Audits of the voter list that claimed that up to 1 million people could lose their right to vote in the July 28 national election were attributed to an “unavoidable margin of error” due to many citizens not having national identity cards or a permanent address, the European Union (E.U.) opined in a draft memo obtained Monday.
The draft memo, which was compiled to brief E.U. experts currently in the country to monitor the pre- and post-election climate, also stated that the voter list audits—conducted by the Washington-based National Democratic Institute (NDI) and the Committee for Free and Fair Elections in Cambodia (Comfrel)—were misleading in their assessment of the quality of the voter list’s accuracy.
“A strong debate on the quality of the voters’ lists has been triggered early May by the publication of two evaluation reports by NGOs (one U.S. and one Cambodian). The analysis of these reports by the delegation leads to a position of extreme caution on their conclusions, some being clearly misleading,” the E.U. memo states.
The memo, which was not signed by an author or dated, goes on to say that responsibility for any flaws in the voter list should not lie solely with the National Election Committee (NEC).
“All those difficulties and weaknesses also have to be seen in the local context of Cambodia. In this country, many citizens do not have either an ID card, or a permanent address, or both, and the rate of internal migration is very high,” states the E.U. memo.
“This natural and administrative situation will continue to be responsible, whatever the efforts of the NEC could be, of an unavoidable margin of error. It is not possible at this stage to assess what proportion of such error is ‘man-made’ and what is unavoidable under current circumstances,” it adds.
In a 58-page audit released in early April, Comfrel found that about 1.25 million voters would likely lose their right to vote on July 28 because 13.5 percent of registered voters could not find their names on the voter list.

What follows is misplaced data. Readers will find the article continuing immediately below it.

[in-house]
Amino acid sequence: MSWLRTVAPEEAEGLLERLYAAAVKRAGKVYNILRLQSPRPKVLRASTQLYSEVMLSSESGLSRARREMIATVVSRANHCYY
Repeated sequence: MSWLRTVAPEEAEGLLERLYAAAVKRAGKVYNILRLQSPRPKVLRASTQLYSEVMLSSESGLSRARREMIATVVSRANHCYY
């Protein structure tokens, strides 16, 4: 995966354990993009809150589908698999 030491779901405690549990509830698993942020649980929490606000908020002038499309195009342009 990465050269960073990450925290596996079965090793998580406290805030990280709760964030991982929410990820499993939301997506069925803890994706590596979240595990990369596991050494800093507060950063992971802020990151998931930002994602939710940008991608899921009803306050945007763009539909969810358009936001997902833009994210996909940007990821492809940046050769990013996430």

In another report released the month before, the NDI found that the names of more than 9 percent of past voters had been unfairly removed from the voter list and that the list also contained the names of people who do not exist.
Both organizations found that the NEC was culpable for the litany of errors, and called for the body to rectify the flaws. The two groups also called on the NEC to allow independent observers to stand behind election clerks on voting day and to give the responsibility of compiling the voter list to an independent body not stacked with CPP loyalists, of which the NEC has long been accused.
Asked Monday about the views expressed in its draft memo, a representative from the E.U. delegation in Phnom Penh said that the draft had since been updated and now did not include any of the above points of view regarding the voter list.
“Drafts of the Terms of Reference not cleared by the EU’s hierarchy were unfortunately circulated several weeks ago,” Pok Poun, the E.U. delegation’s press and information officer, said in an email. “The final Terms of Reference do not contain the elements mentioned in your questions.”
NDI country director Laura Thornton said she was “sorry” the E.U. had expressed such negative views on the back of its audit of the voter list.
“The Voter Registration Audit (VRA) is based on standard, globally-applied methodology,” Ms. Thornton said in an email. “The VRA focuses on facts, not opinion, and gives an objective measure of a country’s voter list based on three criteria—comprehensiveness, validity, and accuracy.
“These criteria are recognized international measurements among election management bodies. NDI’s VRA report simply presents the data from the audit findings, without speculation to cause or any subjective assumptions,” Ms. Thornton said.
Comfrel executive director Koul Panha said he would have appreciated receiving some feedback from the E.U. in the wake of the release of Comfrel’s audit report.
“I never received any comment from the E.U. about this,” he said. “They should give comment and feedback to me immediately. They always call me to present them with findings and concern about recommendations.”
The E.U. is not participating in the national election as a formal observer. Instead, the E.U.’s election expert mission, which began Friday, will see just two people collecting information, assessing the pre- and post-election climate and following up on previous E.U. recommendations made after the last national election in 2008.
Just last week, the E.U. issued a carefully worded statement urging the government to ensure that the elections are “transparent and credible,” to which the Foreign Ministry responded rapidly and harshly, accusing the E.U. of interfering in Cambodia’s affairs.
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